The Peace Corps’ promise of overseas travel and adventure excited Arthur Young, a Pennsylvania native who was unsatisfied with his life.
Young had earned his bachelor’s degree in civil engineering in 1955 from Penn State University, where he was part of ROTC. After serving in the U.S. Air Force and a brief stint with a Kentucky engineering firm, the U.S. Forest Service hired him to design access roads for logging in Helena, Montana.
Young jumped at the chance to join the Peace Corps, which President John F. Kennedy established in March 1961. He said Kennedy’s challenge from the previous year, “Ask not what your country can do for you – ask what you can do for your country,” resonated with him.
The revolutionary program’s goal was to spread American good will around the world with an army of U.S. volunteers who would live and work in developing countries. The first order Young received was to report to Texas Western College, now The University of Texas at El Paso, for training in June 1961.
His recalled his time in El Paso as being peaceful and welcoming for the most part. Young, who retired as an engineer in 2001, returned to UTEP recently as part of a reunion tour with Ann, his wife of 52 years. She is a Returned Peace Corps Volunteer (RPCV) nurse.
“(The campus) is beautiful,” he said after a walking tour of the inner campus and a few minutes before a Peace Corps information meeting Sept. 27, 2018, in the Mike Loya Academic Services Building. “There were a lot fewer buildings when I was here, but I still think it’s beautiful. I love it here.”
Kathleen Staudt, Ph.D., professor emerita of political science and a RPCV who served in the Philippines in the late 1960s, introduced the Youngs and asked if they would like to say a few words. Arthur Young obliged, but his wife playfully reminded him that Staudt only requested “a few words.”
That exchange got a laugh from the audience that included several UTEP undergraduates who wanted to learn more about the Peace Corps.
Staudt gave a quick synopsis of the program and offered some tips on how to navigate the UTEP Peace Corps website, and how to prepare for the application process that could take about nine months. She encouraged those interested in applying for the Peace Corps, which serves 62 countries, to have a volunteer background, examples of service learning, and marketable skills. She also told them that UTEP’s Peace Corps office is located on the second floor of the Loya building and staff were ready to assist any applicants. (Send inquiries to firstname.lastname@example.org.)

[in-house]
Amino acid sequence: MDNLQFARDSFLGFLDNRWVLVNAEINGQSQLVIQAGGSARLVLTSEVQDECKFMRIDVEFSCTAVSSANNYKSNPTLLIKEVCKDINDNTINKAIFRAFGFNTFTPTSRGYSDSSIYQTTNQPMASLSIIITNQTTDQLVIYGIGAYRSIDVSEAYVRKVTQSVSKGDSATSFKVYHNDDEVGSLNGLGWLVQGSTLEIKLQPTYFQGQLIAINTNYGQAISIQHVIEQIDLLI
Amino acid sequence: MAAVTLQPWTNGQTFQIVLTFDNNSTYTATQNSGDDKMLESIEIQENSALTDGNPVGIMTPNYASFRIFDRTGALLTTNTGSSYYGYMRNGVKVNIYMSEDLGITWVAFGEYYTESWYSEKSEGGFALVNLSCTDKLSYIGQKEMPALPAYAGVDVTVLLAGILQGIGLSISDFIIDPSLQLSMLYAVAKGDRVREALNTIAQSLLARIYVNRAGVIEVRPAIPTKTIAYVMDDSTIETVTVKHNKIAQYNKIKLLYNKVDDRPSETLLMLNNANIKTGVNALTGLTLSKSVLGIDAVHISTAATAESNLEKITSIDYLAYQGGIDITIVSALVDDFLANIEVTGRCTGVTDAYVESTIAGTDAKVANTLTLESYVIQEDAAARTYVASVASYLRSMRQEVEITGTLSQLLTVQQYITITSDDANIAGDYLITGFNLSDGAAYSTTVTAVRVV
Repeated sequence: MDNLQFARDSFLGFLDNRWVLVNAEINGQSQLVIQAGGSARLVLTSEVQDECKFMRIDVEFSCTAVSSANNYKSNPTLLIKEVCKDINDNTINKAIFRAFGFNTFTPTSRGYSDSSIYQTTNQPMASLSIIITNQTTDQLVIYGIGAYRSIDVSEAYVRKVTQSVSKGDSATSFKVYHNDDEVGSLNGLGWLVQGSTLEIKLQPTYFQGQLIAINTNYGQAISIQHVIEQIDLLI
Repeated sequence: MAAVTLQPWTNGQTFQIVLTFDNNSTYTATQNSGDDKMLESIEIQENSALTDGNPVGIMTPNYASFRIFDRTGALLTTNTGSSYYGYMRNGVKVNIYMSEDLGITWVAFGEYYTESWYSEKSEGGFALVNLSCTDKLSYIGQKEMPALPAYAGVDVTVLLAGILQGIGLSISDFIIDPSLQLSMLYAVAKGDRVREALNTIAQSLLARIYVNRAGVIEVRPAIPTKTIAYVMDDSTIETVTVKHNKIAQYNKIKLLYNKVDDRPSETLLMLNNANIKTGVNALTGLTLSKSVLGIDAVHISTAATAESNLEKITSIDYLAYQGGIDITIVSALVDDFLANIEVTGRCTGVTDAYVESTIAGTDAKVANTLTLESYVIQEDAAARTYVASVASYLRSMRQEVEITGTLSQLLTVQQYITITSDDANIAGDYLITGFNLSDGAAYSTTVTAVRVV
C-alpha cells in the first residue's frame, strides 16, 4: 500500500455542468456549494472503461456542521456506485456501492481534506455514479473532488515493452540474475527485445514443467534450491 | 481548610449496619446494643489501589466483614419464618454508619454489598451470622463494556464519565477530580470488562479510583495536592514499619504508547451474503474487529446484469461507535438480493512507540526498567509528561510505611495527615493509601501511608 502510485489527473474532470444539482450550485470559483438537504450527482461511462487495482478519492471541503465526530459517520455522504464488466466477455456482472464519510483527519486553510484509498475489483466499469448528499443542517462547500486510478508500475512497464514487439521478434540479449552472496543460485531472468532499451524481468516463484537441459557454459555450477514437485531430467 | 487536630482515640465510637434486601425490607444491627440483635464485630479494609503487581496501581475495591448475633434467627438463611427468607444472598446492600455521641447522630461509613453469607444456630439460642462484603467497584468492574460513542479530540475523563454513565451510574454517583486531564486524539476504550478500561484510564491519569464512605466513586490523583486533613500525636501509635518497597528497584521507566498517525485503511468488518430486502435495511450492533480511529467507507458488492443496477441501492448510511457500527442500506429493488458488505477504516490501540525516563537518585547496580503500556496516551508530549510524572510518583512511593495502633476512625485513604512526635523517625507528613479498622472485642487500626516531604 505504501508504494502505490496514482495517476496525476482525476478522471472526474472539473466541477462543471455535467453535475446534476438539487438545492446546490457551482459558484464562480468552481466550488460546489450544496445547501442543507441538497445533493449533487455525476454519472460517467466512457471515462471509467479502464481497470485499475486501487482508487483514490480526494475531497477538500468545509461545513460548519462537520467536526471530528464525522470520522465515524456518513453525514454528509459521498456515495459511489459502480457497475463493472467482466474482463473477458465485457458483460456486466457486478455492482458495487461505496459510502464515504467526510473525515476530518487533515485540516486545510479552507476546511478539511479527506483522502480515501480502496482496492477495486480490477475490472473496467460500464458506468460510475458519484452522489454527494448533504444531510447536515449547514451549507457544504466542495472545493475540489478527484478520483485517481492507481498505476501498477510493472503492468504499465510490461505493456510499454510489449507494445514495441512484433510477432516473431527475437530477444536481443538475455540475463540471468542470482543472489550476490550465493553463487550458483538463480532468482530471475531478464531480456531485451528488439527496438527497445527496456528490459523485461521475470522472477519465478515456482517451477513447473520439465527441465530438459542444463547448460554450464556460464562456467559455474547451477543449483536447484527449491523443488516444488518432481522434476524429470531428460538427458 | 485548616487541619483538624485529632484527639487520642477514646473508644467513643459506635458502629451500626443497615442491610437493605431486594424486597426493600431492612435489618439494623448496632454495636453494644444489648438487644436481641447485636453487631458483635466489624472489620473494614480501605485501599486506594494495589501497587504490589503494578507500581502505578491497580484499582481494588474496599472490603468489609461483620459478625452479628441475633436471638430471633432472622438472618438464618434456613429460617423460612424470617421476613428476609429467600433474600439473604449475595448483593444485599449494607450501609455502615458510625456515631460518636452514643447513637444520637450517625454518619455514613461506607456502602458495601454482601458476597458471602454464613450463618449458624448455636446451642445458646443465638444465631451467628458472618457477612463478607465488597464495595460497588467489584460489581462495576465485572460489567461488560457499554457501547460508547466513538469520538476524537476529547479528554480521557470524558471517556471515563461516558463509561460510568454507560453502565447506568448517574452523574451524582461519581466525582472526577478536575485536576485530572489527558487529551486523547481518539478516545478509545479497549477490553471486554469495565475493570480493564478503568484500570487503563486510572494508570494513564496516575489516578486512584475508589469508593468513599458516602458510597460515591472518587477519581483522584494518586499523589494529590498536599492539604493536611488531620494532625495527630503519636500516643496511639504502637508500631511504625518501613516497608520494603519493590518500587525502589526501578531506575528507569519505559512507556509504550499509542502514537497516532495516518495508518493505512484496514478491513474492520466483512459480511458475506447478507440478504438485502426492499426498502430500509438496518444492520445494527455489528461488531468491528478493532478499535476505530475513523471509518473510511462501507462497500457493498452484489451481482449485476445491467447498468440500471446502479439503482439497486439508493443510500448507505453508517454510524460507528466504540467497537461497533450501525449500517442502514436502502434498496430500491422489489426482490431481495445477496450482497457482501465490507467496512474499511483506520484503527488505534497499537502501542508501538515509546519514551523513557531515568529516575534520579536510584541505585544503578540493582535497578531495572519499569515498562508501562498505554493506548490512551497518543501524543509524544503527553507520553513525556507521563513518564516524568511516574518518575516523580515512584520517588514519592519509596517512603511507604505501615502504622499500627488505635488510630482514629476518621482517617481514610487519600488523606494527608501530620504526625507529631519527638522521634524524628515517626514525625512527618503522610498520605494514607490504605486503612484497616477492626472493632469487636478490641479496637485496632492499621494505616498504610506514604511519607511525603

Anna Young told the group that Peace Corps volunteers usually get more out of the experience than they put into it.
Among those in attendance was Rebeca Fierro-Pérez, a senior psychology major who graduated from El Paso’s Riverside High School in 2013. She said she believes that the Peace Corps would enrich her life though service to others.
Fierro-Pérez, who is fluent in English and Spanish and has a working knowledge of French and American Sign Language, said that UTEP has helped prepare her for Peace Corps service by providing her with opportunities to study different cultures and assume leadership roles with student organizations. She has a long list of volunteer credits that stretches back to high school.
She said the recollections of the RPCVs, including the Youngs, made her even more excited to start the application process.
“(They) spoke with great joy about their experience and talked about how it changed their life,” said Fierro-Pérez, who also has studied health disparities in a UTEP research lab.
The Youngs, who live in Gardner, Massachusetts, came to UTEP after participating in an RPCV reunion in Estes Park, Colorado. They also planned to stop at New Mexico State University, where Arthur Young earned his master’s degree in civil engineering in the mid-1960s. The couple also scheduled visits to Carlsbad Caverns and White Sands National Monument in New Mexico.
Arthur Young remembers staying busy during his two months at UTEP with physical training in the morning, and classes about the language and culture of the cohort’s destination, Tanganyika, which became Tanzania in 1964. He said the technical training would help him to design and construct roads in the east African country, but laughed as he recalled that the cultural information was not as accurate and not as helpful.
Young said that at age 27, he was the oldest of his 44-member all-male cohort, which included trainees with backgrounds as surveyors, geologists and civil engineers. He also was the only one with a car, so when the volunteers had time off, they would load into his 1959 Plymouth and go around El Paso, to Juárez, Mexico, or to regional tourist spots.
The Peace Corps credits the group with being the first to graduate from its training on Aug. 20, 1961. From El Paso, the trainees conducted additional training in Puerto Rico before completing their preparation in Tanganyika.
Arthur Young said his Peace Corps involvement led to his professional success, which included jobs with a large global company and as Gardner’s city engineer for many years. He called the Peace Corps a life-changing experience.
“It opened the door to so many opportunities for me,” he said. “Having the Peace Corps on your resume means a lot. It helped me get a job with an international engineering firm. One of the biggest things I got out of it was the confidence that I could adjust to new situations and try new things.”
He also credited the Peace Corps for helping him meet his future wife, who served as a Peace Corps nurse in Tanganyika. They were married in Tanzania and their witnesses were fellow volunteers.
Today, the Youngs stay busy with travel and volunteerism. Arthur Young is an AARP volunteer who helps others with their income tax forms. He also serves as a trustee at the local library and a helper at a local history museum.
Author: Daniel Perez – UTEP Communications